Jefferson City News Tribune
JEFFERSON CITY—Sheriff Greg White is best known for his time in law enforcement, but it is his time out of the sheriff’s office that helps White cope with the day-to-day of being the Cole County sheriff.
White is an ordained Baptist preacher who was instrumental in starting nine churches and a Bible study thousands of miles away from Jefferson City.
White moved to Alaska after he received his graduate degree in outdoor education from then-Central Missouri State University.
“I saw photos (of Alaska) when I was a junior at JCHS and thought I should live there. I got off the plane with $240, the end of a one-way ticket and my luggage in Sitka in southeast Alaska,” White said. “That was Sept. 16. On Nov. 10, I was hired by the Citga Police Department. I worked in Citga, Juneau and Petersburg.”
While he was a police officer, White said, many people ministered to him.
“I came to Christ in my patrol car on April 1, 1980, at 1:50 in the morning,” he said. “Then I joined a church. More people went there than anywhere else.”
While living in Alaska, White met his wife — a missionary for Christian radio. White and his family moved back to Missouri to let his sons get to know their grandfather — the superintendent of Algoa. White’s father had health concerns.
“We felt it was the best way to honor him for the boys to get to know Grandpa Carl and Grandpa Carl to get to know the boys,” he said.
When he moved back, he was hired by the Jefferson City Police Department. He worked in narcotics — a job he was familiar with having worked statewide narcotics in Alaska. He worked several jobs before settling in as a school resource officer for seven years.
The year 2009 was not an easy one for law enforcement in and around Cole County. In October, a 9-year-old girl named Elizabeth Olten went missing. After a week-long investigation with hundreds of volunteers searching the wooded area near Olten’s house, law enforcement found her body. Subsequently, a 15-year-old neighbor was arrested for the crime. The case is still processing so White could not say much about the crime, but the support system the sheriff’s office had was astounding, according to White.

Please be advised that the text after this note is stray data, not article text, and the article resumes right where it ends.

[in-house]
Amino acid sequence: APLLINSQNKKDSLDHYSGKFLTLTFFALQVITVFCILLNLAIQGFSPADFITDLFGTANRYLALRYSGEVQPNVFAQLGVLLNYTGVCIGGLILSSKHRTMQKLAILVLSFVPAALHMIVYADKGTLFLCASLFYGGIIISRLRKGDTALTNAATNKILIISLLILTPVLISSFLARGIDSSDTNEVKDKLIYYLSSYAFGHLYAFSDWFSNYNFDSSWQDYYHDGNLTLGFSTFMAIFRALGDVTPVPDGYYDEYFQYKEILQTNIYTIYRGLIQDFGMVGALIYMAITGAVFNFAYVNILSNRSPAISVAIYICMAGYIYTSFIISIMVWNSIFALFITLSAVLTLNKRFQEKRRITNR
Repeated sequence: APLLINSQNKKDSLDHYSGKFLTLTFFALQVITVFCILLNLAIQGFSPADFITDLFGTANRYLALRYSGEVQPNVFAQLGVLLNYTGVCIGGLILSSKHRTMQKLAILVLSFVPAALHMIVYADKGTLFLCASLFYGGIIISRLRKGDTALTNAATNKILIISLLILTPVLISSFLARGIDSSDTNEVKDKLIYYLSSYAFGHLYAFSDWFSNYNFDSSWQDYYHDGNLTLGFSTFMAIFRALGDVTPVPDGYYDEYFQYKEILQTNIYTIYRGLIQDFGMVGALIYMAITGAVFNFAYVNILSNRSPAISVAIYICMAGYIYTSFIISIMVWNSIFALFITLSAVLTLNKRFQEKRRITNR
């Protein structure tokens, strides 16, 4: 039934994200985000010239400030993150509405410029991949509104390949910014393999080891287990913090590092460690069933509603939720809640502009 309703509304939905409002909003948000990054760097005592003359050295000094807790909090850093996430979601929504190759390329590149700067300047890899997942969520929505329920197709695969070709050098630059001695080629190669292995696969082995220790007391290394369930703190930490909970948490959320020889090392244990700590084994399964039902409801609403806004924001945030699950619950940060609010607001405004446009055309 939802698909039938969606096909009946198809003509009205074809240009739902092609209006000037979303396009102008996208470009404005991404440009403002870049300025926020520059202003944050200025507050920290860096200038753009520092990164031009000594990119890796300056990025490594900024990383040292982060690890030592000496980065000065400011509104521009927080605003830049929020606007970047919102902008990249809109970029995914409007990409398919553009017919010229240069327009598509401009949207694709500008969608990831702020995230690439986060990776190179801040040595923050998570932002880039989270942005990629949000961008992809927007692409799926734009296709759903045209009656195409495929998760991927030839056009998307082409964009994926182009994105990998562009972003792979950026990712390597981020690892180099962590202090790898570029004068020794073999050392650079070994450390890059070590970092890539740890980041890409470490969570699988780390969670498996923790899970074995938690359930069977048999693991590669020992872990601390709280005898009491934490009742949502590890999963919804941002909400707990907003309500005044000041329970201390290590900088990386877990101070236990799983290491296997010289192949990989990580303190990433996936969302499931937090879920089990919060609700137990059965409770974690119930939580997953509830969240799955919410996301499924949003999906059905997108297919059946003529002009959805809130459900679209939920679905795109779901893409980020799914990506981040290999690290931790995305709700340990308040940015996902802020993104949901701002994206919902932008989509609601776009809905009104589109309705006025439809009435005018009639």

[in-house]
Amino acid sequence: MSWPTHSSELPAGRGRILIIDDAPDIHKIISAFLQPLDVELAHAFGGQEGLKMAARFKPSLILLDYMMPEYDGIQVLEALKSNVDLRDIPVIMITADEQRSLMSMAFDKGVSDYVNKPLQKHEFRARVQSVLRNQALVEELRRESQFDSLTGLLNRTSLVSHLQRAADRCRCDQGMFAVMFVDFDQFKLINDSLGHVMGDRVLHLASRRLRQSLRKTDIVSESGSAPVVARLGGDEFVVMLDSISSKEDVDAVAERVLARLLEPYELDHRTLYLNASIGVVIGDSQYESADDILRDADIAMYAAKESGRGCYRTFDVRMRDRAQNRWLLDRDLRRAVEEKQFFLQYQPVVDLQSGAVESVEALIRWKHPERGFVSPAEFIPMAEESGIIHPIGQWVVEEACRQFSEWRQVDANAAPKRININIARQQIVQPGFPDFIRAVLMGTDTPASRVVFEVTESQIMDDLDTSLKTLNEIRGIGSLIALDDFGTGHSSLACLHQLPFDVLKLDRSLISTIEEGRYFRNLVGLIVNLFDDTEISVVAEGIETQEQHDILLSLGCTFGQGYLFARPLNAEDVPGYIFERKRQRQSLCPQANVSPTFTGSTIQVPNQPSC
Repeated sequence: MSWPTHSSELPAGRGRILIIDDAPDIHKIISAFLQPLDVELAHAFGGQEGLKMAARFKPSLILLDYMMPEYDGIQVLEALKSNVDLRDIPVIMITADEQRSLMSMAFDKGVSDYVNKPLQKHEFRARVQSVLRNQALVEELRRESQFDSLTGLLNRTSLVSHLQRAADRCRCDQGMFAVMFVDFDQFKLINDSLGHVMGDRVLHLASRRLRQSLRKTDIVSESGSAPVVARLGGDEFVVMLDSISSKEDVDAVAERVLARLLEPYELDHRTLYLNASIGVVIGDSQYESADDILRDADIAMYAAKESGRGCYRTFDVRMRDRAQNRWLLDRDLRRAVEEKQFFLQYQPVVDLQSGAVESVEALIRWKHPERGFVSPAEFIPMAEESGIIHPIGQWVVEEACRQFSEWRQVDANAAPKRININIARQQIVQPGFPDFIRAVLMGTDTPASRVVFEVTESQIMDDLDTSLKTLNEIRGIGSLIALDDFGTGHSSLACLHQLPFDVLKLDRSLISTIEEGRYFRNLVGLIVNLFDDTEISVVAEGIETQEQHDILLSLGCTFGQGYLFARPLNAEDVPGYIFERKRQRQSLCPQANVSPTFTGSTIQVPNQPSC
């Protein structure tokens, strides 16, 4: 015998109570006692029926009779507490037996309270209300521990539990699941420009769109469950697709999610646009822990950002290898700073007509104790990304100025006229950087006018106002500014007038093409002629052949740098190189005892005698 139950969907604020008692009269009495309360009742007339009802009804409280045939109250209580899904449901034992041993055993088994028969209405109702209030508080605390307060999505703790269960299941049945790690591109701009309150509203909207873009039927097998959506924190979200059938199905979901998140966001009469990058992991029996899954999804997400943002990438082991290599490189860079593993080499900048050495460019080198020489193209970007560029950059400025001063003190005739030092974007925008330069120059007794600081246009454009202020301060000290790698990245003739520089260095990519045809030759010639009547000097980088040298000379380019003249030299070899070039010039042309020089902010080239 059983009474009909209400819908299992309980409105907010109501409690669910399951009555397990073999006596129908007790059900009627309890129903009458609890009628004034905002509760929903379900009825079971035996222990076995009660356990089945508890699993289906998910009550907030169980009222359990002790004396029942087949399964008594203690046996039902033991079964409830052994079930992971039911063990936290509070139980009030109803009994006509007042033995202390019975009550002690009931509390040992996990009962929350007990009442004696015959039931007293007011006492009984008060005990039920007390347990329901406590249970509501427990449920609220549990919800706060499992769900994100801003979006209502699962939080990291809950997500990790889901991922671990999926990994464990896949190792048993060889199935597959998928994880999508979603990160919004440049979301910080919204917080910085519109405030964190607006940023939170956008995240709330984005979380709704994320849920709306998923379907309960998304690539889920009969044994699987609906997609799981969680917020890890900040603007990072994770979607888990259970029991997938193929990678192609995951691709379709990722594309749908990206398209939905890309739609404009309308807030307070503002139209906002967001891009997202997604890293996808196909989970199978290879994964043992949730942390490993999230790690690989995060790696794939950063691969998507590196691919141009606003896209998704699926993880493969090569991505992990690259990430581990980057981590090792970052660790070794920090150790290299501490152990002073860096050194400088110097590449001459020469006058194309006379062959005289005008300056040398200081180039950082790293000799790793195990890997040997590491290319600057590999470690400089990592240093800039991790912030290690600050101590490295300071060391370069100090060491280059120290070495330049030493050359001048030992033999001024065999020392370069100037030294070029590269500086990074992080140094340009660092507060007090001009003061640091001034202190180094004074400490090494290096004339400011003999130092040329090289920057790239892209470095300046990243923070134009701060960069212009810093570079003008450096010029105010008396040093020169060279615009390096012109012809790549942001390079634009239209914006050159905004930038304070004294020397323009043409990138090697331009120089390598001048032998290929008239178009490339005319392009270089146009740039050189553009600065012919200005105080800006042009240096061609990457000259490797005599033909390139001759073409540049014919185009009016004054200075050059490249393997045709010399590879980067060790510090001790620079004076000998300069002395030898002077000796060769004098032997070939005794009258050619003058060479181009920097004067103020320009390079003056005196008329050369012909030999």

“It was Saturday night, and for us, almost everything was done except for filing some reports. We were sitting on the couch, and my wife had her laptop open to her Facebook page,” White said, full of emotion. “She asked if I had ever heard of Emily and then said a last name I’d never heard before. I said no. Evie said the woman had messaged her on Facebook, asking if we had ever lived in Alaska. Evie messaged her back that we had, and the woman sent back her maiden name. I had given her driving test when she was 16.”
White’s wife gave the woman her phone number so they could catch up. During a two-and-a-half-hour conversation, the woman revealed she had seen White’s picture on Fox News in a story about the Olten case and then made the contact with his wife. The woman told White she had been praying for him through the ordeal.
“When I talk about people praying for us, I mean we had prayers from Alaska through Washington, Oregon and California. We had prayer from the East Coast down through Florida. There were people in Texas and all the way back in Jefferson City,” he said. “We talk about how important volunteering was and just as important were all the people out there praying for us.
“We have a community of faith that I believe is untouched anywhere in the world and a local community that is incredible.”
White’s family was also important in getting through the trying times at the end of 2009.
“When I would leave one of the operations centers and drive to the other, there were times I knew my son Josiah was in class so he couldn’t answer his phone, but if I dialed the number, I’d hear his voice on the voicemail,” he said. “I love being able to call my wife any time and just ask for prayer.”
After Olten’s body was found, White brought in a local mental health professional to help the deputies talk about what they had seen and experienced. White said he was impressed at how many of the deputies opened up for the psychologist.
For White, there is not much of a difference between pastoring, being a school resource officer and being sheriff.
“A woman asked me before the last election what the difference was between pastoring a large church and being sheriff. I told her the only difference was the amount of force you could use,” he said. “I thought back and she probably thought I was talking Glock, but I was talking about the pulpit.
“The church has more force, but in many ways that’s what we do. When you respond to a fatality and you go to the house to hold the parents’ hands and give the death notification, it’s never an easy thing. We have hope and we can give hope. I’ve got good people. We aren’t perfect, but the fact is we’ve got good people, and that’s the central focus of what we do.”